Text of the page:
I don’t know if Dane was ever one of George’s clients, but as a kid in Muirhouse, he helped his family watch a lot of free TV by making replica 50 pence pieces out of linoleum. He also discovered how to empty the money box, so it’s quite possible that from time to time the Baxter family found that their aerial cable had been neatly cut in two…

Tall, blonde, blue-eyed and handsome, Dane was a popular boy at the school from which he constantly played truant and he was a good brother to his wee sisters, Marion, Kate and Theresa because he was very brave, and stood up against bullies to protect them. As they told me, Dane never caused any trouble, but if trouble came looking for him, he knew how to handle it. Sociable and popular, he was the kind of person who lit up a room. He had a great sense of humour, and he was always the life and soul of any party.

But Dane wasn’t a saint – he was ‘a character’. His brother-in-law and best friend from the age of five Derek told me Dane was always up to mischief. One of his childhood hobbies was ‘creative recycling’. He was very good at dismantling ‘stray bikes’ respraying and rebuilding them so their original owners wouldn’t recognise them, but they weren’t always very reliable. Theresa told me about the time she was going down the long hill to Cramond Island when the front wheel came off the bike Dane had made for her, and she went right over the handlebars.

Dane was always imaginative and inventive. As an adult, he worked all over the world making and installing undersea pipes for the oil industry. He was an instinctive fixer with a self-taught understanding of technology, and he was often able to repair specialist machinery before the senior engineers could be flown in to fix it, but being Dane, he always had an angle.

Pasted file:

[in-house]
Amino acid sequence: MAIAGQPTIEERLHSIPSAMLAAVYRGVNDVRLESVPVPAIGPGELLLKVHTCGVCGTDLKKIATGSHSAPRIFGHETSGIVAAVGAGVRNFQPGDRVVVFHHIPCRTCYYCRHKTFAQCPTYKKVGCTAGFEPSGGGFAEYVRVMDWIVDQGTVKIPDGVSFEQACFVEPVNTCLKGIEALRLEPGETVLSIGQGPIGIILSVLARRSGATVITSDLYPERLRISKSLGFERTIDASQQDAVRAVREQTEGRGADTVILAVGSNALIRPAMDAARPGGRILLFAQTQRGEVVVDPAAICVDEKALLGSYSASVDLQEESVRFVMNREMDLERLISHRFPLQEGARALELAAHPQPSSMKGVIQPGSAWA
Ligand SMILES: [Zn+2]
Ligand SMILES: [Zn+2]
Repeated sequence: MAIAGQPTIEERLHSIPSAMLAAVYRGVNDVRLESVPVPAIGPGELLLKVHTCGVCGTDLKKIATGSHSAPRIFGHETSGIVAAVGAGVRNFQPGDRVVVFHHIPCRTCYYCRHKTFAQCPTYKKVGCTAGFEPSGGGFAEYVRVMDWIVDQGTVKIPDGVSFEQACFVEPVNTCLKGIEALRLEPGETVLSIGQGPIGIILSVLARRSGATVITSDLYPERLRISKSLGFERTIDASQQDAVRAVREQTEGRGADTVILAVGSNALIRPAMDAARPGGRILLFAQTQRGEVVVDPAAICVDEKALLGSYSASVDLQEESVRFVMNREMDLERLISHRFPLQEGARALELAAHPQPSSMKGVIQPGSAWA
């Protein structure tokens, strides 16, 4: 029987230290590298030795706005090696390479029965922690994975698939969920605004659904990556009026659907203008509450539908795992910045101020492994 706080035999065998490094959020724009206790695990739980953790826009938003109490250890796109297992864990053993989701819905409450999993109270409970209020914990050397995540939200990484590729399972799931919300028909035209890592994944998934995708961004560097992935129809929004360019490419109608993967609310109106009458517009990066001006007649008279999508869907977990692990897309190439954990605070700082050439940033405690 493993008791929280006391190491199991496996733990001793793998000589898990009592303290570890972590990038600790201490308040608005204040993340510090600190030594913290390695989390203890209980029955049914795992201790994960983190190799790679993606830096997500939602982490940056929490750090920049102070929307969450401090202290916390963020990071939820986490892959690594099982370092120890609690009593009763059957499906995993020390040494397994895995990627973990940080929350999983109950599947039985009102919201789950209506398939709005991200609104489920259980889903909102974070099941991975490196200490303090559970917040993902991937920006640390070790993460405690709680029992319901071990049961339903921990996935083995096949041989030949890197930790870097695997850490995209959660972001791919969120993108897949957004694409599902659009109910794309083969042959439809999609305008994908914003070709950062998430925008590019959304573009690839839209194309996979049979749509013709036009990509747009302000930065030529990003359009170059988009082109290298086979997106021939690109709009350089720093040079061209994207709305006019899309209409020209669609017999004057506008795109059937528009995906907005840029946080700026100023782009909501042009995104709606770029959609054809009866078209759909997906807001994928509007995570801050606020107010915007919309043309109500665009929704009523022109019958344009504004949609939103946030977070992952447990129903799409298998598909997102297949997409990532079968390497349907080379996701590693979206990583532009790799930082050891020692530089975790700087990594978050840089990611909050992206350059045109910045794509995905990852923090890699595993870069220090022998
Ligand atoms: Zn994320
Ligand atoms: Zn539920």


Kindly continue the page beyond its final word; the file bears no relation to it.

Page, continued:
Derek told me about the time he asked Dane to come for a beer, only to be told, “No, I think I’m going to get a call from work”. And sure enough, Dane did: a machine had broken down. How did he know that would happen? Dane had the necessary part with him at home, and he also knew he could earn a whole shift’s pay by popping back in for an hour and putting it all back together again…

Full of life, always up for fun, when Dane was diagnosed with lung cancer at the age of 48, he took it in his stride, saying to his oncologist, “There’s nae point in worrying about it. C’est la vie.” To the end, he loved socialising and he continued to make new pals even in the hospice. One of his last visitors there was Derek who made sure I took down Dane’s parting words. “See the one good thing about dying at my age, Derek? I’ll no be like you – auld, ugly, and smellin’ o’ pish!”

Not every family is as open as George or Dane’s and one of the things every celebrant develops an instinct for ‘the elephant in the room’. As I was taught in my training, a celebrant has to be part detective, part journalist, part diplomat. In the meeting, we have to listen carefully to everything that is being said, but after a while we learn to notice what’s not being said as well. A funeral is not a trial, and nobody is obliged to tell the truth, the whole truth and nothing but the truth but often there are things people prefer not to talk about; alcoholism, drug dependency, family breakdown, mental illness and more.

Shame is a powerful emotion, which is why when celebrants sense that a subject is being avoided, we ask our clients to tell us what it is so we can find ways to talk about it – or not talk about it, as the case may be. The celebrant’s role is not to pass judgement, to editorialise or to give our opinion but to speak on behalf of our clients, and that is why – unlike journalists – we send them our scripts so they can change them. 

As TS Eliot wrote, “Humankind cannot bear very much reality” and there is no doubt that euphemism can be helpful. I’ve lost count of the number of people who liked a drink more than it liked them, who were connoisseurs of exotic tobacco or who, by instinct and temperament were essentially gentlemen of leisure. On the other hand, I can still remember every single ceremony when the family felt able to be open about whatever the problem was, and Tam’s was one of them.